Re: Which of the three regional trump orders, was the original?

#9
Ross G. R. Caldwell wrote:
21 Dec 2018, 09:11
My view of the Papi cards, including the Empress, is another subject. Briefly, I take it that the original name of these cards was “Papi”, that they did not have individual names, and that they had a special rule of being equal, with the one played last to a trick with one or two others, taking the trick (unless a higher non-papi trump is played to the same trick, of course). The iconography of these four cards is often ambiguous in woodcut, so it can be four males – two emperors and two popes – or two female equivalents to the male counterparts. I take it that the Tarot Empress and Popess are therefore artifacts of Tarot design, and do not refer to any historical persons or concepts. The Tarot Popess is the the Popess of the Tarot – that’s all. Clearly someone like Bonifacio Bembo, in keeping with the strong presence of females in the Visconti and Sforza deck iconography, brought out the Popess and Empress features with unmistakeable clarity.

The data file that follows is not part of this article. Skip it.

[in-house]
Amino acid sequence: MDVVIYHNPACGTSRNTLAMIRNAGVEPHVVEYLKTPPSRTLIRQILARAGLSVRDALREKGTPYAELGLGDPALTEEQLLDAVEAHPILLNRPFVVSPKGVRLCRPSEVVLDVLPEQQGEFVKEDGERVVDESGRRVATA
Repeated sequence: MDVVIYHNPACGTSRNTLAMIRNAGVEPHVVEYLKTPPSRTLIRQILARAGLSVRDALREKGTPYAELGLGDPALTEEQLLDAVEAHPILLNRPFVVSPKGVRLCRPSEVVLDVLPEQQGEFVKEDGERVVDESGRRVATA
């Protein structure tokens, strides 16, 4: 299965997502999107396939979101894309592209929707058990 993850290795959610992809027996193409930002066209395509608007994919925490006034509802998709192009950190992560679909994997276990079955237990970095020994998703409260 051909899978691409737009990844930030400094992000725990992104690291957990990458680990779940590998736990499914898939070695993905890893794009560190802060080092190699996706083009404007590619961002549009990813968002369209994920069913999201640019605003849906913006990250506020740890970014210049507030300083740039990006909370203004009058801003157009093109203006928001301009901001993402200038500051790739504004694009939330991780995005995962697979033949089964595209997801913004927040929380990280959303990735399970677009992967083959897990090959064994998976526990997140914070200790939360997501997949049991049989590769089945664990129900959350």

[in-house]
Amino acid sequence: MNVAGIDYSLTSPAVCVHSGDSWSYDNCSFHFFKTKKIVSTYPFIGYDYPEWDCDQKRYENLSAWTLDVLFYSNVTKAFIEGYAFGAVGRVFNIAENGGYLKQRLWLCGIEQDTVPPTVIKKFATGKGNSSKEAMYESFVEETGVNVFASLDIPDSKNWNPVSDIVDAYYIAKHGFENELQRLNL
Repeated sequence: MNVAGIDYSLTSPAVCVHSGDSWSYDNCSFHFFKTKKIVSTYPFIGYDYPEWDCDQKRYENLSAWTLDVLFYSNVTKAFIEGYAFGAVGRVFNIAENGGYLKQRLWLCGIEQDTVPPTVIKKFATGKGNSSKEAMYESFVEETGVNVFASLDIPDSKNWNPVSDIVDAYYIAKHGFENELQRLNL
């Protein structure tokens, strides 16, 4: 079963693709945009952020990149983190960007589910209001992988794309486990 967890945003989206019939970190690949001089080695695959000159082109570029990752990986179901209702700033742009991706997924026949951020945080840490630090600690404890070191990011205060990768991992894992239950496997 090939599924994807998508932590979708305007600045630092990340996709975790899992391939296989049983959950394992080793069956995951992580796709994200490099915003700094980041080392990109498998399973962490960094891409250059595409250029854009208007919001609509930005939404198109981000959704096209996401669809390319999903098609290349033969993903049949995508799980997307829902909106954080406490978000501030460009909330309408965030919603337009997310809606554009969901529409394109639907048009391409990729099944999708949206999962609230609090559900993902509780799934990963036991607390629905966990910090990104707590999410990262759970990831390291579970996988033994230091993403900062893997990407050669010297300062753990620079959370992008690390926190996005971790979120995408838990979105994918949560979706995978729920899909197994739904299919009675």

But I do not think that having a Popess and an Empress was the designer’s intent. He just had four equal “Papi” cards. It was artists who invented the Popess and Empress.

Bold are my emphases. Your original musings on Bologna and the Papi here (in case Sandy or whomever wants to see the full context for your rationale): viewtopic.php?t=178

Just so I understand your positions:
1. When you say "original name of these cards was 'Papi'" you mean in the ur-tarot? So three of the four trumps that are not popes (as in the PMB) were nonetheless called "pope" for reasons obscure to us?